Migrant status should not lead to institutionalisation of children, Brussels event highlights

This was the message launched by child rights stakeholders, service providers and EU officials at the Opening Doors for Europe’s Children campaign roundtable on migrant children, which took place at the Committee of the Regions in Brussels on 1 March 2016

Opening Doors Roundtable event, 1 March 2016

Migrant and refugee children have the same rights as other children, and their institutionalisation is incompatible with the UN Convention on the Rights of the Child (UNCRC). This is the message launched by child rights stakeholders, service providers and EU officials at the Opening Doors for Europe’s Children campaign roundtable on migrant children, which took place at the Committee of the Regions in Brussels on 1 March 2016. The event was organised jointly with SOS Children’s Villages and hosted by Mr Luc Van den Brande. 

The current influx of refugees and migrants arriving at the shores are raising concerns around child protection. Almost 30% of asylum seekers are children and a growing number are unaccompanied children. Approximately 10,000 migrant children may have disappeared after entering in Europe according to Europol.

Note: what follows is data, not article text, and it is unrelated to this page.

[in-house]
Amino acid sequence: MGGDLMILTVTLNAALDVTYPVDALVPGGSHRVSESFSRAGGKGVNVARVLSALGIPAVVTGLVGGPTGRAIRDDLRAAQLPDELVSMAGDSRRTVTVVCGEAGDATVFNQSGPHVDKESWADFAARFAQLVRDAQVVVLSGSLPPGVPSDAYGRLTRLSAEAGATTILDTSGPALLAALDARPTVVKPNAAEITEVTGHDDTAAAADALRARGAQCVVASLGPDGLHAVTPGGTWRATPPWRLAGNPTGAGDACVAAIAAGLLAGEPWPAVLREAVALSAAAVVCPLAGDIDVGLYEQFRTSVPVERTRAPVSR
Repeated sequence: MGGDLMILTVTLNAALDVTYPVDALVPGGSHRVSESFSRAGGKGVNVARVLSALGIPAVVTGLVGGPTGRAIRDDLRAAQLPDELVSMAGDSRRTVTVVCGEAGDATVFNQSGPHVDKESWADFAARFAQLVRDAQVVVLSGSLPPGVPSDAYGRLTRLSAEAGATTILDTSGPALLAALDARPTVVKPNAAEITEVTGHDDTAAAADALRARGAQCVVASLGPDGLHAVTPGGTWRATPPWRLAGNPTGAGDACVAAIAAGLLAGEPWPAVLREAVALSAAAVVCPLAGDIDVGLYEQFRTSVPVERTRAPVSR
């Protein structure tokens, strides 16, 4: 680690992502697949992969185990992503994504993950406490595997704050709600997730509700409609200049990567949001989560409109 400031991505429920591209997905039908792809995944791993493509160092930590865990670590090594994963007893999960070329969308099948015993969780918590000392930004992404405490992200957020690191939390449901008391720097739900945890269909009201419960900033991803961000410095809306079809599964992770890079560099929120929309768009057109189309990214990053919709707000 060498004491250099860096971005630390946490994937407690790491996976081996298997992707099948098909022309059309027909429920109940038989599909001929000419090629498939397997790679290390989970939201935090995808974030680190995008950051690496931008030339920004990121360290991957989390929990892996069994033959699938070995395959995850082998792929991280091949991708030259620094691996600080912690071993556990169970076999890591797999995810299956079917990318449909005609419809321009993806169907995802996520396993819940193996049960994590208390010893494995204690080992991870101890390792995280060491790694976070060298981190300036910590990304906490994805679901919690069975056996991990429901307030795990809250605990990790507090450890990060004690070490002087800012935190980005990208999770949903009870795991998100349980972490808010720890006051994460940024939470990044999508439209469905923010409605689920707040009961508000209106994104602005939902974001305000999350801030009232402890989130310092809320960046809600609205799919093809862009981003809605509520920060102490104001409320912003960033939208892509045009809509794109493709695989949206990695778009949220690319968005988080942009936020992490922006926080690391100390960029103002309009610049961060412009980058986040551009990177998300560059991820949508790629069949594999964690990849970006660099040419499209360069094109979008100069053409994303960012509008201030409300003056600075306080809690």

Providing quality care in the first hours can prevent children going missing and protect them from violence and exploitation, the event highlighted.  “Short term emergency responses need to keep long term consequences in mind” said Jana Hainsworth, Secretary General of Eurochild, Opening Doors leading partner.

Civil society experts from children and refugee rights organisations from Sweden, Austria and Greece presented the situation on the ground reporting key critical issues. For example, in Austria unaccompanied migrant children are treated differently and do not have the same rights as other children, said Stefan Bauer of FICE Austria. In Greece, migrant children aged 7-15 years are kept in detention centres where they are not offered formal education nor Greek language classes. This creates detachment from the local community, said Moawia Achment of the Greek Forum of Migrants.

It emerged that there is no ‘one size fits all solution’ and that individualized care according to the child’s needs is crucial. Specialised training for practitioners and interpreters dealing with unaccompanied children is necessary. Experience shows that children tend to trust people who speak their language or who share the same cultural background. 

Eurochild will prepare a position paper, jointly with SOS Children’s Villages to take forward the issues discussed at the roundtable.